Or you can just play with the cool, chunky reef meeples and let strategy sink to the bottom of the ocean. In our most recent game, my eldest played his own game, setting up his reef like a patchwork quilt, came in last, and still had fun playing the game. That is a major testament to how fun this game is. Win or lose, strategy or not, big or little, Reef is just fun to play. Building your reef into cool, little, colorful towers makes you feel like a kid and pulling off an awesome combo makes you feel like Einstein.

Reef End Game
Andrew almost completed his quilt on the lower left, but lower right won with an unbeatable 14-point finale.
Reef Box inside
Extra points for designing a game that actually fits in the box.

When it comes to playing with a family this game is great. Both our 10-year-old and our teenager really like this game, and they both fully understand the mechanics and strategy, but the fact is that an adult has won every game. The kids just can’t outthink an adult in this game. We love teaching our kids game strategy and abstract thinking, and the earlier you can teach them the better, but this game might be a little more advanced than the box recommends. The game may be easy enough for a child to learn, but the underlining current is just a little too hard for a child to fully understand.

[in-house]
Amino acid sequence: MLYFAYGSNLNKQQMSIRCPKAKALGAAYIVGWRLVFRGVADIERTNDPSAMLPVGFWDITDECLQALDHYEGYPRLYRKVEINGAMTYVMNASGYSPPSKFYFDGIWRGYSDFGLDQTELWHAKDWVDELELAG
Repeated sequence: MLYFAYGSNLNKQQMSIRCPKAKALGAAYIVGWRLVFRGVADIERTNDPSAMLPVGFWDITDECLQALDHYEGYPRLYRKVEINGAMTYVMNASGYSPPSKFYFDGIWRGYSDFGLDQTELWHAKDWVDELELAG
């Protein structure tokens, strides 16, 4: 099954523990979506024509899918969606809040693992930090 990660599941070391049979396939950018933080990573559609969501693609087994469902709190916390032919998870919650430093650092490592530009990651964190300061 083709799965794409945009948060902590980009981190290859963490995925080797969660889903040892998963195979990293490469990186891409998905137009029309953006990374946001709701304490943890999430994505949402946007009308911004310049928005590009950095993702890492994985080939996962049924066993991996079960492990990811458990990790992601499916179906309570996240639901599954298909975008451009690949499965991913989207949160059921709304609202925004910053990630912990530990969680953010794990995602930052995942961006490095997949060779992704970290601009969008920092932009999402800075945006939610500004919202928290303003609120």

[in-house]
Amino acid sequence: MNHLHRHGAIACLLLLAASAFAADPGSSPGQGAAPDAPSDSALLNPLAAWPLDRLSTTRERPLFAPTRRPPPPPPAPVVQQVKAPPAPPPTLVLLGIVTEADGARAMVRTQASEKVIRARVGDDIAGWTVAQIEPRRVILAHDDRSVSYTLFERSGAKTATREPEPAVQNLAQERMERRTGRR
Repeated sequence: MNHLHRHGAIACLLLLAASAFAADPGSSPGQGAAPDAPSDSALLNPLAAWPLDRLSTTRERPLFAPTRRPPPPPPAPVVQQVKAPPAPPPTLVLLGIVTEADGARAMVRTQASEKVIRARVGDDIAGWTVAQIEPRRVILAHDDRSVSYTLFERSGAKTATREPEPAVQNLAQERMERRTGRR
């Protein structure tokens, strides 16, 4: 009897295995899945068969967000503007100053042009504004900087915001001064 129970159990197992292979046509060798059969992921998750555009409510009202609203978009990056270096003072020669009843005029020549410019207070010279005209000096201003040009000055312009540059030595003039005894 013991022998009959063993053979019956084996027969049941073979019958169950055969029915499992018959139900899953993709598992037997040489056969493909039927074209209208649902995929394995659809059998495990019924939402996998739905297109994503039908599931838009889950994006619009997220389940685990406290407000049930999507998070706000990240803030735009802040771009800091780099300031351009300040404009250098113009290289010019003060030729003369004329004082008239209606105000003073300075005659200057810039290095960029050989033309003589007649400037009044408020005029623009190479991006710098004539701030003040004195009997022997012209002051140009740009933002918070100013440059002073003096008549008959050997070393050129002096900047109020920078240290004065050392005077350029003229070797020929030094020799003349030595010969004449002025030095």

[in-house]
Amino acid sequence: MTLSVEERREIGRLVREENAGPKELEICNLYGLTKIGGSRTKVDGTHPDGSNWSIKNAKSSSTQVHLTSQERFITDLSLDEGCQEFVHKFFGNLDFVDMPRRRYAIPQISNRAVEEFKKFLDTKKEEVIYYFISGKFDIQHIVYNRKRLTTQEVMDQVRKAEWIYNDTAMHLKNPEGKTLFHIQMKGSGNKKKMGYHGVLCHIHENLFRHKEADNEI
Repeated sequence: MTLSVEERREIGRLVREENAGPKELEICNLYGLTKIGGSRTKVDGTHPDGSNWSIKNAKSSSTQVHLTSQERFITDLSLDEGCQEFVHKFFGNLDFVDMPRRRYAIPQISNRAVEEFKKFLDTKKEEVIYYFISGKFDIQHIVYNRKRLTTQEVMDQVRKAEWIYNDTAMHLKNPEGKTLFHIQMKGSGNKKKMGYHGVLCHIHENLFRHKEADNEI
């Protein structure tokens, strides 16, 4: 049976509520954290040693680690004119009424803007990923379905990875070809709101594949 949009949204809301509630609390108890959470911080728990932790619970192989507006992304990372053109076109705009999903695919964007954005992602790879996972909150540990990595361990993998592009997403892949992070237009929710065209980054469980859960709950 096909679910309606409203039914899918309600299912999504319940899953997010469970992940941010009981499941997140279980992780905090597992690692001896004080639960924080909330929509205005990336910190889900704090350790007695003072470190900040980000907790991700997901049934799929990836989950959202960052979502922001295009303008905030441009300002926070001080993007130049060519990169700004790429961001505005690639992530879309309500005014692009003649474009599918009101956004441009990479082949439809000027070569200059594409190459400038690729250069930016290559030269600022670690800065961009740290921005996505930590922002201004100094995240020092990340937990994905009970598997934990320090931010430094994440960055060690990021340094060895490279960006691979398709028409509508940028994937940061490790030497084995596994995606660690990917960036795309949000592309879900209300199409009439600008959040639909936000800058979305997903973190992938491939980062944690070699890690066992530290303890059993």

Our only other opinion about the game is a rather unfortunate one. We like the game, we always have fun playing it, it has a unique vibe when playing it, it has these intense moments of tension and release throughout, and we definitely recommend that you should try it, but it just isn’t on our family’s Best Games List. Whenever we have a game night, nobody suggests that we play Reef, which is a shame, because it is a really good game. It just isn’t a great game. Although it does make me want to travel to the real Great Barrier Reef.

Reef GBR2
And if you ever get to Australia, say hi to Crush for me.

As always, just keep swimming, and Game On!

Reef Montage full


3 thoughts on “Reef

Leave a Reply

Fill in your details below or click an icon to log in: Logo

You are commenting using your account. Log Out /  Change )

Facebook photo

You are commenting using your Facebook account. Log Out /  Change )

Connecting to %s